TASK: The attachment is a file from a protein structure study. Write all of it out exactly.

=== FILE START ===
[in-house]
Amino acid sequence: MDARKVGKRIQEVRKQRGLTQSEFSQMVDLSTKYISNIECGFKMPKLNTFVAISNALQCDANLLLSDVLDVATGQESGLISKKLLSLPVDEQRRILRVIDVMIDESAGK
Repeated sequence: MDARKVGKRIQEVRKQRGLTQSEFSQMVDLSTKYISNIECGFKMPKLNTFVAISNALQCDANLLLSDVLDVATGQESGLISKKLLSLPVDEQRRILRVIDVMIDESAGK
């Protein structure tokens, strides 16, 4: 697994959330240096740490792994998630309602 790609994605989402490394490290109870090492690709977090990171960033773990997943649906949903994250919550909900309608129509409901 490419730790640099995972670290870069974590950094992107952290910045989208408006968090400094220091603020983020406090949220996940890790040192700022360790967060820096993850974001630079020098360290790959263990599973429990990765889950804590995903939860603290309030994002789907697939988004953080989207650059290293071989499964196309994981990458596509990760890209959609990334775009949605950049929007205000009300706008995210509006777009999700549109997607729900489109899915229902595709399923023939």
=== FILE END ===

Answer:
[in-house]
Amino acid sequence: MDARKVGKRIQEVRKQRGLTQSEFSQMVDLSTKYISNIECGFKMPKLNTFVAISNALQCDANLLLSDVLDVATGQESGLISKKLLSLPVDEQRRILRVIDVMIDESAGK
Repeated sequence: MDARKVGKRIQEVRKQRGLTQSEFSQMVDLSTKYISNIECGFKMPKLNTFVAISNALQCDANLLLSDVLDVATGQESGLISKKLLSLPVDEQRRILRVIDVMIDESAGK
């Protein structure tokens, strides 16, 4: 697994959330240096740490792994998630309602 790609994605989402490394490290109870090492690709977090990171960033773990997943649906949903994250919550909900309608129509409901 490419730790640099995972670290870069974590950094992107952290910045989208408006968090400094220091603020983020406090949220996940890790040192700022360790967060820096993850974001630079020098360290790959263990599973429990990765889950804590995903939860603290309030994002789907697939988004953080989207650059290293071989499964196309994981990458596509990760890209959609990334775009949605950049929007205000009300706008995210509006777009999700549109997607729900489109899915229902595709399923023939």